How does Disney’s latest musical Moana stand up to predecessors Tangled and Frozen? Film critic Tom Edgerton finds out


The transition from a hand drawn style to 3D animation was not always a decision I believed in; the hand-drawn aesthetic felt natural with that of a fairy-tale. Whilst I’ll miss the old generation of Disney, I am yet to be disappointed with this new era of animation. However, not until Moana can I say that these films compare to the Disney’s greats. I honestly have not enjoyed a film from Disney this much since Beauty and the Beast

The songs' ideals aid the soundtrack allowing for a harmony between story and song that some songs in previous works fail to achieve

Everyone knows that the core of a great Disney film is the music, a great soundtrack carries these films far farther than anything other aspect. Whilst Tangled and Frozen have solid soundtracks, it took the beautiful mind of Lin-Manuel Miranda to allow Moana to transcend previous 3D animation films and their soundtracks. The songs’ ideals aid the soundtrack allowing for a harmony between story and song that some songs in previous works fail to achieve, creating a division in story and song that removed you from the plot. This is inherent in Olaf’s song in frozen, whilst endearing it serves little purpose to the story itself. Conversely, Jermaine Clements song which can be seen as the furthest from the plot and tone serves multiple purposes necessary for growth in the story; however transparent it may have been. Although in terms of stylistic and aesthetic relevance it is the most bizarre, taking a close homage to David Bowie and that generations style, for some this may have seemed jarring, but for me it surpassed any other song. As a fan of Flight of the Concords, this song was undoubtedly fashioned for Jermaine and his style of performance. Going from this ‘under the sea’ setting to one of spaced out surrealism, with neon glowing lights inevitably creates a clear distinction from previous set pieces. No matter how entertaining and stimulating this dramatic change in aesthetic was, it still was out-of-place. It felt like the strange trip that is synonymous with much of Jermaine’s music, however in a film directed towards families it may have been jarring and confusing.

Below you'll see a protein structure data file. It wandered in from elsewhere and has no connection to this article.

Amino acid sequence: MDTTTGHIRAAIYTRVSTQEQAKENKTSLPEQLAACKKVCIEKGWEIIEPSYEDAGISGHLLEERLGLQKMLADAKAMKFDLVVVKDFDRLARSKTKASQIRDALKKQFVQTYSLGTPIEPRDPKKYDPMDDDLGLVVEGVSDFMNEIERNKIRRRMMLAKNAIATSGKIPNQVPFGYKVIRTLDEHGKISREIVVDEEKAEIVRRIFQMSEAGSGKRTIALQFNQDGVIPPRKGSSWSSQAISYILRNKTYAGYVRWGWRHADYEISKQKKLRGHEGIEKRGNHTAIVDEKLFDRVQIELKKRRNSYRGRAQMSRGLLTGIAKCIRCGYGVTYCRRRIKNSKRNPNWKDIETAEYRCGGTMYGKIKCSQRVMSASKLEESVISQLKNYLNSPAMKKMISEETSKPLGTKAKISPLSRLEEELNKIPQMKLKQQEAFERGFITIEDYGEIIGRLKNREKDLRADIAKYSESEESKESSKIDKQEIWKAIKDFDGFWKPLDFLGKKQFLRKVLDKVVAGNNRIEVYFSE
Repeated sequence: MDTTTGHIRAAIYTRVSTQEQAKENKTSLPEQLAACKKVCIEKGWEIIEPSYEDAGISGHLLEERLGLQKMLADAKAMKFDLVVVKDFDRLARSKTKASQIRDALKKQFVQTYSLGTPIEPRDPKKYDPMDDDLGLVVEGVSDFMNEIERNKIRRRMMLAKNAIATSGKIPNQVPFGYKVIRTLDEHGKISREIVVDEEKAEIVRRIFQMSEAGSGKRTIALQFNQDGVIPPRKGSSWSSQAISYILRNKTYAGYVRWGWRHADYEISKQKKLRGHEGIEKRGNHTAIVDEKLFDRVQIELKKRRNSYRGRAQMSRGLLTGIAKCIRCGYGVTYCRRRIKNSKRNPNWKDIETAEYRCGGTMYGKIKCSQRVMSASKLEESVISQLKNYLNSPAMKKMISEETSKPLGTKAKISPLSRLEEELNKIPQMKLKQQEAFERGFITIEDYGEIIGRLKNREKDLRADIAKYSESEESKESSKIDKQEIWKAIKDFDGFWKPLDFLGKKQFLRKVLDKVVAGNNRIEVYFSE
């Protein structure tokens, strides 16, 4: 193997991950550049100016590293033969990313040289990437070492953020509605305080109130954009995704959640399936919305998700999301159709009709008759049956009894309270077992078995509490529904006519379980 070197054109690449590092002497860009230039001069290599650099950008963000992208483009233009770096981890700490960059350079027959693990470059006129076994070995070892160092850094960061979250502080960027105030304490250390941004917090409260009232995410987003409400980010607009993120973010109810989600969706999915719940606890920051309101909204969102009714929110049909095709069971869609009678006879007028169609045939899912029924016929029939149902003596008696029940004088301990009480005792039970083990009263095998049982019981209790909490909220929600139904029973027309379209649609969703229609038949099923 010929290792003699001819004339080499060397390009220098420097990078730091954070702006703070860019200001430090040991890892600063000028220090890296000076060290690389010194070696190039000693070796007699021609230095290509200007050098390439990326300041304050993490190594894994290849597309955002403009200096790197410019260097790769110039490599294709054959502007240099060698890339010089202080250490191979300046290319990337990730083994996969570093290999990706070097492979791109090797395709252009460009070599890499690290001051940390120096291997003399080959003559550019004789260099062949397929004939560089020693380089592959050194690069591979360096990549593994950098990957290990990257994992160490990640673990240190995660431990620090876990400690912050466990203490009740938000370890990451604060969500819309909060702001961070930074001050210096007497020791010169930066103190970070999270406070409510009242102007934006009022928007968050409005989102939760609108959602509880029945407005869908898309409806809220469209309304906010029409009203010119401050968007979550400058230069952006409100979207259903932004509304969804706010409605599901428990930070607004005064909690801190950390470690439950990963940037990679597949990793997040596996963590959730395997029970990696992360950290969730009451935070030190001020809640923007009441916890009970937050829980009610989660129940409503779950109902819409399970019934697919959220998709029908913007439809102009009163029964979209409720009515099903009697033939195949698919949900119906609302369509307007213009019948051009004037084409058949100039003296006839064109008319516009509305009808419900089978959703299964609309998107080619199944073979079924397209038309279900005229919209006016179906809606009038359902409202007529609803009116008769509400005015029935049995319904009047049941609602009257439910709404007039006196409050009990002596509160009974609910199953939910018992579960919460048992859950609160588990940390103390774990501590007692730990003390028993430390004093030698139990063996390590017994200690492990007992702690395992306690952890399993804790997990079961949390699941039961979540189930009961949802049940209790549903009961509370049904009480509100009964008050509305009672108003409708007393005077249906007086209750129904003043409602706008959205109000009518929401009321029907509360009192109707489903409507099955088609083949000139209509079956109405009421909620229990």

The removal of complexity in plot diminishes any possibilities in challenging emotions and arcs

Jermaine Clements song, whilst it may have been inappropriate for the general aesthetic of the film, I wished there was more of it overall. The film fails to distance itself from Disney tropes that have held many similar films back in the past. I understand that not only do these tropes sell to a mass audience but are part of the Disney appeal.  But it is through the deviation of these tropes that the more critically acclaimed and enjoyable films are made. Sadly Moana, whilst extremely enjoyable does not isolate itself from this. The film begins with the strict yet caring father who wishes for Moana to rule after him, and therefore suppressing her true desire to travel the ocean; a plot line that carries a bit too many parallels to the little mermaid. However, it is not ‘under the sea’ but over it that Moana must travel. As chosen by the ocean she must deliver the heart of the earth into its origins, and through the help of the arrogant yet lovable scoundrel that is Maui, this goal is achieved. The removal of complexity in plot diminishes any possibilities in challenging emotions and arcs. I was disappointed at the ‘believe in yourself’ talk Moana used to inspire Maui, its clichés like this that hindered this film, removing complex emotions that can be woven into the story does allow for a wider appeal but diminishes the overall value.  There were some moments of dialogue that made me wish it was like Les Misérables, so everyone sang allowing for the soundtrack to flourish and there was no dialogue to remind me how close Moana got to being incredible but ultimately failed in the end.

Verdict: Overall this film is perfect for families; the soundtrack does not isolate age groups and will remain ‘active’ within your brain, ‘erupting’ into your mind as you try to work, which is always the mark of a great soundtrack. There are only a few moments where I felt that the joke was aimed at an age group younger than my own. Creating comedy that appeals to all member of the family is a skill Disney has managed to maintain in recent years. The flaws within the film whilst hindering can be overlooked if you want an extremely palatable and entertaining film. Disney has succeeded in creating an enjoyable film that has built further on its previous 3D creations, with ‘catch’ier songs and a ‘refreshing’ aesthetic.

Rating: 8/10

Article by Tom Edgerton